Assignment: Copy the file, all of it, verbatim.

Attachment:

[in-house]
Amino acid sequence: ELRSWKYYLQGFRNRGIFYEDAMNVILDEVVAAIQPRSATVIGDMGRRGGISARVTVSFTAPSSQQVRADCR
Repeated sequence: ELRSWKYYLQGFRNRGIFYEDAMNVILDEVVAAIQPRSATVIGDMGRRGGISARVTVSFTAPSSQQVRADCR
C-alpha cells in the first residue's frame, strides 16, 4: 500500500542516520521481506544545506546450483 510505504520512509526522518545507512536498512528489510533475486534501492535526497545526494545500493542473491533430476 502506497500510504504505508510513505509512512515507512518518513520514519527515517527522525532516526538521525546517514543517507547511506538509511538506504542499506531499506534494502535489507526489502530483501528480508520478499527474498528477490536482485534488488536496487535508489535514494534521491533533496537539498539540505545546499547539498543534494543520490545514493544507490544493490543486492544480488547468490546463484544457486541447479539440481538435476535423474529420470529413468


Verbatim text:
[in-house]
Amino acid sequence: ELRSWKYYLQGFRNRGIFYEDAMNVILDEVVAAIQPRSATVIGDMGRRGGISARVTVSFTAPSSQQVRADCR
Repeated sequence: ELRSWKYYLQGFRNRGIFYEDAMNVILDEVVAAIQPRSATVIGDMGRRGGISARVTVSFTAPSSQQVRADCR
C-alpha cells in the first residue's frame, strides 16, 4: 500500500542516520521481506544545506546450483 510505504520512509526522518545507512536498512528489510533475486534501492535526497545526494545500493542473491533430476 502506497500510504504505508510513505509512512515507512518518513520514519527515517527522525532516526538521525546517514543517507547511506538509511538506504542499506531499506534494502535489507526489502530483501528480508520478499527474498528477490536482485534488488536496487535508489535514494534521491533533496537539498539540505545546499547539498543534494543520490545514493544507490544493490543486492544480488547468490546463484544457486541447479539440481538435476535423474529420470529413468